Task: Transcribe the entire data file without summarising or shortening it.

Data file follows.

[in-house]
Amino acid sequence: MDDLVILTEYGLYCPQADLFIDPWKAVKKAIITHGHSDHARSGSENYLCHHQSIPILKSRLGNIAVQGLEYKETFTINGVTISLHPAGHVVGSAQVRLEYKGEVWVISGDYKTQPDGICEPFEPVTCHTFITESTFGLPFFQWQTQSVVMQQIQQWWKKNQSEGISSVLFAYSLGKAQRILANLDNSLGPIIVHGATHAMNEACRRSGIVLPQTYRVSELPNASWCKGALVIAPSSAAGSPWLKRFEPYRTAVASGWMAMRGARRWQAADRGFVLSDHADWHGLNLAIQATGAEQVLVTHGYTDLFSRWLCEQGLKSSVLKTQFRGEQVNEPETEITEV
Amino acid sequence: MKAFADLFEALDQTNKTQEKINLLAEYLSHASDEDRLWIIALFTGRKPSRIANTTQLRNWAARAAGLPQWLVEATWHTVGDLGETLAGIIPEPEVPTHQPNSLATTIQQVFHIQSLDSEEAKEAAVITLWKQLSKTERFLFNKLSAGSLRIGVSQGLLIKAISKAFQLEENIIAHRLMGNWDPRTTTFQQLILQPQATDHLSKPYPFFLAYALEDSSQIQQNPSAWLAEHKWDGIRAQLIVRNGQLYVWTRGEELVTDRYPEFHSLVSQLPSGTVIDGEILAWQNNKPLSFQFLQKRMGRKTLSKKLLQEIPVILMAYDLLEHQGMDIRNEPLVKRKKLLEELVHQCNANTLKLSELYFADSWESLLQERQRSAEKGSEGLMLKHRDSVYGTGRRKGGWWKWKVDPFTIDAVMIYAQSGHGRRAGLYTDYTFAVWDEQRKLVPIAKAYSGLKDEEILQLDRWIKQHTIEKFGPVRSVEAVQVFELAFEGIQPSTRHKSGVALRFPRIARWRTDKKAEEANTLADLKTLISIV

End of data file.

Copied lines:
[in-house]
Amino acid sequence: MDDLVILTEYGLYCPQADLFIDPWKAVKKAIITHGHSDHARSGSENYLCHHQSIPILKSRLGNIAVQGLEYKETFTINGVTISLHPAGHVVGSAQVRLEYKGEVWVISGDYKTQPDGICEPFEPVTCHTFITESTFGLPFFQWQTQSVVMQQIQQWWKKNQSEGISSVLFAYSLGKAQRILANLDNSLGPIIVHGATHAMNEACRRSGIVLPQTYRVSELPNASWCKGALVIAPSSAAGSPWLKRFEPYRTAVASGWMAMRGARRWQAADRGFVLSDHADWHGLNLAIQATGAEQVLVTHGYTDLFSRWLCEQGLKSSVLKTQFRGEQVNEPETEITEV
Amino acid sequence: MKAFADLFEALDQTNKTQEKINLLAEYLSHASDEDRLWIIALFTGRKPSRIANTTQLRNWAARAAGLPQWLVEATWHTVGDLGETLAGIIPEPEVPTHQPNSLATTIQQVFHIQSLDSEEAKEAAVITLWKQLSKTERFLFNKLSAGSLRIGVSQGLLIKAISKAFQLEENIIAHRLMGNWDPRTTTFQQLILQPQATDHLSKPYPFFLAYALEDSSQIQQNPSAWLAEHKWDGIRAQLIVRNGQLYVWTRGEELVTDRYPEFHSLVSQLPSGTVIDGEILAWQNNKPLSFQFLQKRMGRKTLSKKLLQEIPVILMAYDLLEHQGMDIRNEPLVKRKKLLEELVHQCNANTLKLSELYFADSWESLLQERQRSAEKGSEGLMLKHRDSVYGTGRRKGGWWKWKVDPFTIDAVMIYAQSGHGRRAGLYTDYTFAVWDEQRKLVPIAKAYSGLKDEEILQLDRWIKQHTIEKFGPVRSVEAVQVFELAFEGIQPSTRHKSGVALRFPRIARWRTDKKAEEANTLADLKTLISIV